### 7.10 Tracing a Gaussian beam through an optical system

Whenever Gauss modes are used to analyse an optical system, the Gaussian beam parameters (or
equivalent waist sizes and locations) must be defined for each location at which field amplitudes are to be
computed (or at which coupling equations are to be defined). In our experience the quality of a computation
or simulation and the correctness of the results depend critically on the choice of these beam parameters.
One might argue that the choice of a basis should not alter the result. This is correct, but there is a
practical limitation: the number of modes having non-negligible power might become very large if the beam
parameters are not optimised, so that in practice a good set of beam parameters is usually
required.
In general, the Gaussian beam parameter of a mode is changed at every optical surface in a well-defined
way (see Section 7.11). Thus, a possible method of finding reasonable beam parameters for every
location in the interferometer is to first set only some specific beam parameters at selected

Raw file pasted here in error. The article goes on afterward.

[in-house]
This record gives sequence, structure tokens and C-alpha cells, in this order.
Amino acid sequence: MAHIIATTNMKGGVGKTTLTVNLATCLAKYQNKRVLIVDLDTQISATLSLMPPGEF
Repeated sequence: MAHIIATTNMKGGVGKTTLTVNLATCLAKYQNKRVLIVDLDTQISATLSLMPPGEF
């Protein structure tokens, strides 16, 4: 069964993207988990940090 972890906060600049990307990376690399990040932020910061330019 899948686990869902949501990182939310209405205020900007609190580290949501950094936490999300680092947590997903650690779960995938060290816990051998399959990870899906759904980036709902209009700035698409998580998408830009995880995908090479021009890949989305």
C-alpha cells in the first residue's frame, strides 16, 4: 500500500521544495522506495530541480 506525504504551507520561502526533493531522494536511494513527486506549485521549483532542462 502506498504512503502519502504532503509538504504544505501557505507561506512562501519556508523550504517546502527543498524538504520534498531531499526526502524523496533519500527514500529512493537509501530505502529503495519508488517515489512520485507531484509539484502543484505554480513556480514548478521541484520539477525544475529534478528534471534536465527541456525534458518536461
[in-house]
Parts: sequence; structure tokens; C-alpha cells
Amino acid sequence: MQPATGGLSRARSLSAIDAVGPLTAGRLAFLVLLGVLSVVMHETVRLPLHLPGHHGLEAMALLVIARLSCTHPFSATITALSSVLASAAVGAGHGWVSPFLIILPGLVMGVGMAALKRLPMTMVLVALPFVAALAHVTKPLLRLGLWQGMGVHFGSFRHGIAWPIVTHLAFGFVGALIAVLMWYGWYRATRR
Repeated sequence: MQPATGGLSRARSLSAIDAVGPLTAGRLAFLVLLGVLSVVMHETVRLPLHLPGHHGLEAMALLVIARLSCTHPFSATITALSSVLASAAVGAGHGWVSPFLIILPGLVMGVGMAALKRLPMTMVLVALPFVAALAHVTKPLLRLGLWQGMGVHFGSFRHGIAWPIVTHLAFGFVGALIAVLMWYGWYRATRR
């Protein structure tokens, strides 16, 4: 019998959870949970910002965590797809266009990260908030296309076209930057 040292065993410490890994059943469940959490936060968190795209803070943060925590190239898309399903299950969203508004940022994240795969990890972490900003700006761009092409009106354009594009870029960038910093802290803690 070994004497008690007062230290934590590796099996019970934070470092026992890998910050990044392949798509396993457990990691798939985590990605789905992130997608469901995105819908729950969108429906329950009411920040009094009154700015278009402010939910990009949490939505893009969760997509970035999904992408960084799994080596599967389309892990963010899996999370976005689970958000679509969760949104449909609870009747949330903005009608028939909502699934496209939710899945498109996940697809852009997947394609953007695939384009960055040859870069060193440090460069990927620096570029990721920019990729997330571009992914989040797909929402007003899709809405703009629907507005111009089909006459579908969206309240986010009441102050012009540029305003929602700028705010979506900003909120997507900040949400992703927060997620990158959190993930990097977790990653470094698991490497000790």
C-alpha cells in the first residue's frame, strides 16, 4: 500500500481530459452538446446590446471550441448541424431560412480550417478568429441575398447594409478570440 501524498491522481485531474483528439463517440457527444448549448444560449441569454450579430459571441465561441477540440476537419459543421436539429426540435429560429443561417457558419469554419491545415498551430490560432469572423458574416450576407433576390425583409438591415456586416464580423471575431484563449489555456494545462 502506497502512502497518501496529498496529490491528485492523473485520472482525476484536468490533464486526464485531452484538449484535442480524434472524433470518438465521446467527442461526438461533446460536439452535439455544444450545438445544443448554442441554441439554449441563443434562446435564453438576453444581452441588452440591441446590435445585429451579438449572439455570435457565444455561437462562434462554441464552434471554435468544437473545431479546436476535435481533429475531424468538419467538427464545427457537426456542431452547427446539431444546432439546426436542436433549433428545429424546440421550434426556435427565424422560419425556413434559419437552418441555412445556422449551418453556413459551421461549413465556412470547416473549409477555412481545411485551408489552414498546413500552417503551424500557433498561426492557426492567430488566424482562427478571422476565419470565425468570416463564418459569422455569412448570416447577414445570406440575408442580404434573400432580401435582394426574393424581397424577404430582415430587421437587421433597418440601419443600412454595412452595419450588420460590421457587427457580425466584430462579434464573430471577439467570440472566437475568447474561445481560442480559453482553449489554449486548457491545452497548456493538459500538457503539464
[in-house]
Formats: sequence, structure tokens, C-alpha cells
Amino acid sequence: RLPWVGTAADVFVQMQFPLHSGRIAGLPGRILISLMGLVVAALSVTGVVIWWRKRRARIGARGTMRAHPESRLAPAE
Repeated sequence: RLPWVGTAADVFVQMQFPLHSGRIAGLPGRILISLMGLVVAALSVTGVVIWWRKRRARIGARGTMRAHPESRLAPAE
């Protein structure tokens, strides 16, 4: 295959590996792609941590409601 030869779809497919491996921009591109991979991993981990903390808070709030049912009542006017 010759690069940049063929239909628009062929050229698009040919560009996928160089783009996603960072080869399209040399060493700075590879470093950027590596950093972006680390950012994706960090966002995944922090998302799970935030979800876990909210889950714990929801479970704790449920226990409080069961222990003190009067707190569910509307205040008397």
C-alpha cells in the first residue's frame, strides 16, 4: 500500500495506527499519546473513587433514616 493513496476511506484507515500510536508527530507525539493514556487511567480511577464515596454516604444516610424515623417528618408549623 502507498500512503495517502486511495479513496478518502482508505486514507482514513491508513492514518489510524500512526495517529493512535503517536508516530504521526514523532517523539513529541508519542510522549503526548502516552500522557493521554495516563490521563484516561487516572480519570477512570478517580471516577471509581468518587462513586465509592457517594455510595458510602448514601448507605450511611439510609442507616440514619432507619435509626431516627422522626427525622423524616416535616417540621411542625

locations and then to derive the remaining beam parameters from these initial ones: usually it is
sensible to assume that the beam at the laser source can be properly described by the (hopefully
known) beam parameter of the laser’s output mode. In addition, in most stable cavities the light
fields should be described by using the respective cavity eigenmodes. Then, the remaining beam
parameters can be computed by tracing the beam through the optical system. ‘Trace’ in this
context means that a beam starting at a location with an already-known beam parameter is
propagated mathematically through the optical system. At every optical element along the
path the beam parameter is transformed according to the ABCD matrix of the element (see
below).